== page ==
It’s estimated that high blood pressure, clinically called hypertension, affects one in three adults in the United States – that's around 100 million people! The American Heart Association (AHA) also suspects another third of Americans have higher than normal blood pressure – while it may be a warning sign for future hypertension, it’s not quite high enough to be categorized as such right now. So, what is this disease that affects so many people, and how can diet help keep it under control?
Measuring healthy blood pressure
Blood pressure is the force of your blood pumping against blood vessel walls. The heart pumps blood into major arteries, which shuttle blood to the entire body. High blood pressure occurs when the pressure is higher than normal, making your heart work harder to get blood to your body. Your blood pressure naturally rises and falls throughout the day, but the risk occurs when blood pressure rises and stays up. Long-term high blood pressure can damage your heart and cause other health problems, including heart attacks and strokes.
Blood pressure readings consist of two numbers – systolic (the top number) and diastolic (the bottom number). The Centers for Disease Control and Prevention (CDC) defines normal blood pressure as below 120/80 mm Hg. The systolic number (in this case, 120) refers to the amount of pressure in your arteries during the contraction of your heart muscle. The diastolic number (in this case, 80) refers to your blood pressure when your heart muscle is between beats.
While there is a “normal” blood pressure, some people have naturally lower or naturally higher blood pressures. Be sure to consult your doctor about what a normal blood pressure looks like for you.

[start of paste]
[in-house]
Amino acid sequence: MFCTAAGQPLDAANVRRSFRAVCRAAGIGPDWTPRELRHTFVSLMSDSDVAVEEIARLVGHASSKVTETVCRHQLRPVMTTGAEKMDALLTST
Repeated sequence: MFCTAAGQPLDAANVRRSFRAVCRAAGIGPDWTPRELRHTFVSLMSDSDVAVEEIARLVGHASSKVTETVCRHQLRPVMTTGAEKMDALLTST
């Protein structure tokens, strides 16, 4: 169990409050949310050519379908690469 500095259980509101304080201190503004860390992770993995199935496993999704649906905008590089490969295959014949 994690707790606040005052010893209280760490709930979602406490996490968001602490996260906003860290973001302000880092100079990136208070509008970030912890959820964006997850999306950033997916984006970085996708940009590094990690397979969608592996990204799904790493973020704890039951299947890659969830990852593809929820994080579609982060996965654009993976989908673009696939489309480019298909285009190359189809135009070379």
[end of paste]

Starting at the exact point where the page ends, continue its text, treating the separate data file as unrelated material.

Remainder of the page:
Preventing and managing high blood pressure
While there’s no singular cause of hypertension, there are several factors that can increase your risk of developing hypertension, including:
Age – The risk of hypertension naturally increases as you age, usually in stages. A person in their forties may have moderately elevated blood pressure compared to someone in their twenties. This can be from loss of blood vessel flexibility, hormonal changes (like menopause), and increased sensitivity to sodium.
Gender – Men are more likely to develop high blood pressure before the age of 45, but the risk levels out between men and women until around age 60. As women age past 60, they have a higher risk due to hormonal changes that cause estrogen levels to decline.
Race – A 2017 report from the CDC found non-Hispanic black adults had the highest risk (40.3%) for developing hypertension, while non-Hispanic Asian adults had the lowest risk (25%).
Preexisting conditions – Diseases that place excess stress on the heart, like diabetes, sleep apnea, and kidney disease, can increase the risk for developing hypertension.